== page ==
TWINSBURG — It was rings around the oak tree with local high school students and the Twinsburg Historical Society, as they learned about ecology and how to determine the age of trees.
This was one in a series of activities the society is undertaking with the schools. In late April, some students assisted society members with the use of various electronic devices during a monthly open house.
"We’re planning a great partnership with the schools to promote local history and get the younger folks interested," said society president Andy Tomko.
Most recently, about 43 freshmen and sophomores in teacher Nora Suder-Riley’s honors biology class visited the society’s barn to count rings to determine the age of a giant white oak tree removed from Twinsburg resident Jack Higgins’ property.
The cross section has been on display at the barn since Higgins had the tree cut down last year, but the rings had not been counted before, according to city naturalist Stanley Stine. The students determined the tree was at least 182 years old.
"We believe it was the oldest tree in the city when it was taken down last year," said Tomko. Stine said there could be several trees in town near its age.
"Stanley reached out to me about bringing the students to count the rings," explained Suder-Riley, who has taught at Twinsburg High for 27 years. "It gave students an opportunity to learn about determining the age of trees, and fit right in with our ecology unit."
Suder-Riley said the light and dark rings in the cross section of trees represent one year of growth. The students counted 182 rings on this tree’s cross section, which measures 82 inches in diameter at the widest point, according to Higgins.
"We’re so lucky to have the opportunity to work with the city naturalist and connect with our town’s heritage at the same time," said Suder-Riley. "I am grateful to Stanley for reaching out to us."
Suder-Riley said the field trip also gave students a chance to see some displays at the historical society’s barn and museum, which most of them had not seen before.
Freshman Lizzie Heiner said it was "very interesting" to view and learn about "such a unique piece of local history." She said she is one of the few of the participating students who has visited the barn and museum.
"I really enjoy history," she said.
Freshman Mitch Drubetskiy called the field trip "quite a fun learning experience."
Stine said he and the society originally wanted to get students from Bissell Elementary School to do the ring counting, but scheduling prevented that, so he approached Suder-Riley. "I’ve worked with her on many projects," he said.
"I like to involve students in natural history," Stine said. "This was the first time the rings on this slice of tree were counted. It turned out the age was right in the range I expected — 150 to 250 years old."
Stine said the white oak is known as a "wolf tree," which is a very large forest tree that has a wide-spreading crown and inhibits or prevents the growth of smaller trees around it. He said wolf trees in the eastern U.S. are usually sugar maples, shagbark hickories and white oaks.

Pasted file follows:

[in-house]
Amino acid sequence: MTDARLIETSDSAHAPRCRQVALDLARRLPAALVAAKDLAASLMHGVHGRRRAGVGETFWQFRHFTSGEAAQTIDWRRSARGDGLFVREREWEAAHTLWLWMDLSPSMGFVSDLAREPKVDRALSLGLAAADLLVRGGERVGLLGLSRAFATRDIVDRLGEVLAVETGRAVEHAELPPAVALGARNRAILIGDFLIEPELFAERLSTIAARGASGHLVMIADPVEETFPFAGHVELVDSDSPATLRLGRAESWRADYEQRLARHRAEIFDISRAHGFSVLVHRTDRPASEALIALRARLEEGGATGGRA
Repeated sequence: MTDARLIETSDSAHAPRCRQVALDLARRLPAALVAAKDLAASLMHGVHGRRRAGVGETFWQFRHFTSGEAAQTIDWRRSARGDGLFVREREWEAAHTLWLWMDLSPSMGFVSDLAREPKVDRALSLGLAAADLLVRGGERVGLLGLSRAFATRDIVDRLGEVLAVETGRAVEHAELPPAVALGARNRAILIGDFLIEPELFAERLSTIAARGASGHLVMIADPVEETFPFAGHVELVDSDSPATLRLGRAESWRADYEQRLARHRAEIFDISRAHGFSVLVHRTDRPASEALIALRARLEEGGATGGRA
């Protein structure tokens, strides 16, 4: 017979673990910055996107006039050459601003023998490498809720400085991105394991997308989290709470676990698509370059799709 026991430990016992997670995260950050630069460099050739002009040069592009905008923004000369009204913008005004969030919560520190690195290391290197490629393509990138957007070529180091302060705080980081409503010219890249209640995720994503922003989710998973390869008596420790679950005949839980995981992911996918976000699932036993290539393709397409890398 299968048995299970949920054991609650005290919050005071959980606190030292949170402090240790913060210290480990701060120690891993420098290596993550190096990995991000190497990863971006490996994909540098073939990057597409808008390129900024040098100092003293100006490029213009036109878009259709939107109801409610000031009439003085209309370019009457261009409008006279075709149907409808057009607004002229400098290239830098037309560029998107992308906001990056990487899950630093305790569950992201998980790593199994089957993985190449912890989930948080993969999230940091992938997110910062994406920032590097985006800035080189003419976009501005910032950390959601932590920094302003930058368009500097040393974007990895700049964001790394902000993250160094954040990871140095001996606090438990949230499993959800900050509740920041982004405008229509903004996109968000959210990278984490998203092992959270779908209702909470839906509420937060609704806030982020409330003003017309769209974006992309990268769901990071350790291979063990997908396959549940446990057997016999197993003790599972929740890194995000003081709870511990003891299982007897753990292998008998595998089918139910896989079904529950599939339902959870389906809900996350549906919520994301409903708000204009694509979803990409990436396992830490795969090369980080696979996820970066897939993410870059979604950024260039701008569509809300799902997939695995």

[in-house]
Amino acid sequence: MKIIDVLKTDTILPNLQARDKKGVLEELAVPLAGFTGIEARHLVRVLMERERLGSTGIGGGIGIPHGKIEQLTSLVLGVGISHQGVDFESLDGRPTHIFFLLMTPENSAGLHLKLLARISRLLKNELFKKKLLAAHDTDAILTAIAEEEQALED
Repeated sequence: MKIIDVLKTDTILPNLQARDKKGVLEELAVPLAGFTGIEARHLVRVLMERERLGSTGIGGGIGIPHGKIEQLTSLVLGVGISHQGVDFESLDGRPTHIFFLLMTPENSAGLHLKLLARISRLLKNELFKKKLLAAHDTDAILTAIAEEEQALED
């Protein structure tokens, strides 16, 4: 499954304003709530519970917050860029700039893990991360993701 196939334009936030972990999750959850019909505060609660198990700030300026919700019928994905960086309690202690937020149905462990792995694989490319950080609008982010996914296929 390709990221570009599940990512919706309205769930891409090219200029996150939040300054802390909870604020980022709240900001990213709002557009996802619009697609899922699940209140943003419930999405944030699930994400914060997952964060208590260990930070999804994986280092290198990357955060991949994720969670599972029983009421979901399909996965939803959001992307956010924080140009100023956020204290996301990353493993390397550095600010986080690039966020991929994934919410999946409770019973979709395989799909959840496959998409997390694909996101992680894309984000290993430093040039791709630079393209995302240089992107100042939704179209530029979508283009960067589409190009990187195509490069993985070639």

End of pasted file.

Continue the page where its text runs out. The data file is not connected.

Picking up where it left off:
As woodlands were replaced by pastures over times, remaining trees could spread their branches, and many of them grew tall and wide. Higgins said the tree on his property was estimated to be 95 to 100 feet tall.
"These trees served many purposes," said Stine. "They provided great shade for farmers when they were working in the fields, and also could be used for deer stands and children’s treehouses."
Higgins, who is 78 years old, said he owns about 4 1/2 acres at Conotton Avenue and Cross Street. He moved there in 1969 and lives in a house built in the early 1900s.
Because the huge white oak was dying out in the last 10 years, he decided to have a tree-cutting firm take it down last year. He then cut the tree into 41 ricks of firewood, and had three truckloads of the knotty parts hauled away.
"I thought it would be great to donate a slice to the historical society so people could see an actual piece of Twinsburg history," he said, adding there was another huge and old tree on the property which apparently blew down prior to the 1950s.
"Jack called us to see if we’d be interested in this slice of tree trunk, and we were eager to get it," said historical society trustee Audrey Kancler. "We plan to eventually put together a list of historic events which took place during the life of the tree and display it beside the slice."
She said Higgins used pulleys to get the slice to the barn, and society members Ken Roddie and Dale Sasala helped to seal the wood for preservation and maneuver the slice into place.
"Jack was the real brains of the operation, though," she said.
"Without question, it’s a great addition to our collection. We also have a nice photo of Jack standing beside the tree when it was still standing, which people who visit the barn can see."
Meanwhile, Tomko said the society soon will award a $1,000 scholarship to a deserving Twinsburg High School senior. The society’s next event is a scavenger hunt May 26 from 3 to 5:30 p.m.
The hunt, which the society is partnering with Handel’s Ice Cream to offer, will start at the museum and visit historic sites around the Square, ending up at Handel’s for ice cream and prizes.
"We’ll also have people dressed up in period costumes at the 15 sites the scavengers need to find," said Tomko.
Reporter Ken Lahmers can be reached at 330-541-9400 ext. 4189 or email@example.com